Of course, I did it without following any of the rules. No beginning, middle and end roughouts for me. I just began. And I couldn’t stop. I wrote all day and sometimes into the night. I wrote while eating breakfast, while driving and shopping and while having coffee with friends. I wrote in the swimming pool, on the beach, during dinner parties and while sitting on the loo. Every now and then I would fire up my computer and type like one possessed, leaving smouldering trails of smoke across the keyboard and a thousand words in the can.
Each character came alive for me, each became my friend or, in some cases, my enemy. I loved and understand the two protagonists as though I had lived with them all my life. I introduced all the players to my family and we’d finish a couple of good bottles of wine without noticing as we discussed, probed, bullied, cajoled, applauded and set new scenes for them.
“Don’t you think David is being weak? I think he should take a much firmer stand with Patti.”
“Anton has his shoes made at Lobbs, absolutely no doubt about that.”
“No, no – not Orlando Bloom! Too……well….pretty.”
“What? Have her arrested? Oh, you couldn’t…..”
“Gak! I could throttle Didi. What a self-serving uber-bitch!”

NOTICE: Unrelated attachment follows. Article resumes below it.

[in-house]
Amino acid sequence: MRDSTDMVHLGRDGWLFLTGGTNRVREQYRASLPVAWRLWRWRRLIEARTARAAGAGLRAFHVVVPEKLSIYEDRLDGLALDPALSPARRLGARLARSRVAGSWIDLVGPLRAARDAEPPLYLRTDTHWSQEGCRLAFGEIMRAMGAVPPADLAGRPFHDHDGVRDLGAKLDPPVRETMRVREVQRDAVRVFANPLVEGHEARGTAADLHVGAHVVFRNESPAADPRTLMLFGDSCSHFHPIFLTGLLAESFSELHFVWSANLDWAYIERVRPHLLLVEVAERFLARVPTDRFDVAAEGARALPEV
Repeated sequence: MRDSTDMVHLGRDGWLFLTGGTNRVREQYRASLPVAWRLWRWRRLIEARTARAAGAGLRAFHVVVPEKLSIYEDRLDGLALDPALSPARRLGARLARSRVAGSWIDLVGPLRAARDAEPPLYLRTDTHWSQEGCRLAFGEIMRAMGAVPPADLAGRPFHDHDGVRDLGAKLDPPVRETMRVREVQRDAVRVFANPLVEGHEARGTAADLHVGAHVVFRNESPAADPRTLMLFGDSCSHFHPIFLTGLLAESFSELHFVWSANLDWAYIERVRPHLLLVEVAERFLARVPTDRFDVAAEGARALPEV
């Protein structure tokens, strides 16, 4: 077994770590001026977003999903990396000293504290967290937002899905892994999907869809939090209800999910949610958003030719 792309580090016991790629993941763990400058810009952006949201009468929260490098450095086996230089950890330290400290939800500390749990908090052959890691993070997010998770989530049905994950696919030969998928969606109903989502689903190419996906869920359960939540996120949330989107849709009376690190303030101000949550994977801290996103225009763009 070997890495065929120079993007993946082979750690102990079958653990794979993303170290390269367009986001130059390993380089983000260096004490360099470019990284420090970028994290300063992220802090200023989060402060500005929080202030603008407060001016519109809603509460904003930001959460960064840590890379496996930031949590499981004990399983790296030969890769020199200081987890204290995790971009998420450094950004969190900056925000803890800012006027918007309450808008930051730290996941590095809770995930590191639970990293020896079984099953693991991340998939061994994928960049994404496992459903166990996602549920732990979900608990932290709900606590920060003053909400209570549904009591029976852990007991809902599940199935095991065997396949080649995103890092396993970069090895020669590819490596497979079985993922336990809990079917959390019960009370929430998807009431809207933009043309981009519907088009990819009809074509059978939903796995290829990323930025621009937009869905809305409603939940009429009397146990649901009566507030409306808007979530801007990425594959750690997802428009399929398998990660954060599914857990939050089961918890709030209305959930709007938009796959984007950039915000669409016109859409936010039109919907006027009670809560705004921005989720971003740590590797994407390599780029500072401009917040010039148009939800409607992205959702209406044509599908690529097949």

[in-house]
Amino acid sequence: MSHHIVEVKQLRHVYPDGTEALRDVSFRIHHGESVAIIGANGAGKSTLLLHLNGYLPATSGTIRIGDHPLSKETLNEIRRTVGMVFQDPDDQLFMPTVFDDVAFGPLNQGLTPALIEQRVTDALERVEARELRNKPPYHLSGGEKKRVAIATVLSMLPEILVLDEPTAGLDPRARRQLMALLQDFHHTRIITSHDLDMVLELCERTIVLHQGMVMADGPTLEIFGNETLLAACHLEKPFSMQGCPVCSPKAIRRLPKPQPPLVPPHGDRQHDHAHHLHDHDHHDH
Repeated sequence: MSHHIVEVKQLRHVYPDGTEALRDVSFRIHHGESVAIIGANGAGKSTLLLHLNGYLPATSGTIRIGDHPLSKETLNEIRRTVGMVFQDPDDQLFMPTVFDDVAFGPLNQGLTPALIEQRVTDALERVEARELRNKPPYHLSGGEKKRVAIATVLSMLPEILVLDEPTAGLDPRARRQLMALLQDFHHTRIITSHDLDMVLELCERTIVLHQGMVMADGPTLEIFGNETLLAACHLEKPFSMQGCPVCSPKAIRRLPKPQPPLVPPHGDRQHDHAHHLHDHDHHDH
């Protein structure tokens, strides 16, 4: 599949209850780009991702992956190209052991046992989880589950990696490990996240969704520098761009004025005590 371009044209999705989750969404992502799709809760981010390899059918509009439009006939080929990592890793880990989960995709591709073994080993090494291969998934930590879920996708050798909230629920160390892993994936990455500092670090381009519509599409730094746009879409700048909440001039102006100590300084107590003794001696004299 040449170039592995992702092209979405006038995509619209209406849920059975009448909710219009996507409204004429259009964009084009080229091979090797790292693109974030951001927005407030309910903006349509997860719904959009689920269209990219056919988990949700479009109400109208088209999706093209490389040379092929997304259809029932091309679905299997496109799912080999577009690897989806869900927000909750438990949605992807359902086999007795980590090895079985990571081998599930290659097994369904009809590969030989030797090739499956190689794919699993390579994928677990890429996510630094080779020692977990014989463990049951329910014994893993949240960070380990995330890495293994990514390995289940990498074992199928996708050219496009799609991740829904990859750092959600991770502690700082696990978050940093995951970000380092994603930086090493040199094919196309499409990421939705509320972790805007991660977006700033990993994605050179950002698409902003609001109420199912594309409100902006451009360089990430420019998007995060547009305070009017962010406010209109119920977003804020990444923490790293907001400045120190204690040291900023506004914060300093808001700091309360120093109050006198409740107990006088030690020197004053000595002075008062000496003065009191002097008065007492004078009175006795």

“Where? The apartment in Paris or his house in Cap Ferrat?”
“Jana’s had a crush on David for years.”
“I think Geoffrey Palmer would be perfect as Sir Thomas”
“But, surely hyenas would…….”
“Who’d you think should play Kit in the movie?”
“He’s probably a Vivadi man.”
“Okay, so Medli has dealings with those breeders in Hong Kong?”
All too soon it was time to write the denouement and a final chapter, wrap the manuscript up in brown paper and go seek my fortune. I consulted my Artists and Writers Handbook and sent a synopsis to every publisher in the British Isles. Meanwhile, I wrote the film script.
The mail poured in. I knew then how it felt to be adored and admired. I chose a photograph which made me look both sultry and intellectual to adorn the back cover and author’s blurb. I practised being interviewed in the mirror, cocking my head slightly, pursing my lips and flinging my hair back so it shone like burnished mahogany under the studio lights.
Trouble is, every single envelope contained a rejection slip. Some were polite, some encouraging, some even asked for sample chapters and some were not even signed by the tea lady. I was aghast. How dare they, the hairy nincompoop knuckleheads! I shall submit the manuscript to American publishers – those guys can smell a best seller an ocean away. I had a friend in New York send me $50 worth of stamps and I got going with the self-addressing. Meanwhile, I wrote the play of the film adaptation of the book
Finally, my halleluiah moment arrived. The book was accepted. I rushed out and bought a case of Cava - vintage champagne was not available in Kampala - and had a party. It was a rip-roaring success. The party, not the book. A small firm of publishers in Oregon got The Meddler into print and then promptly went bust.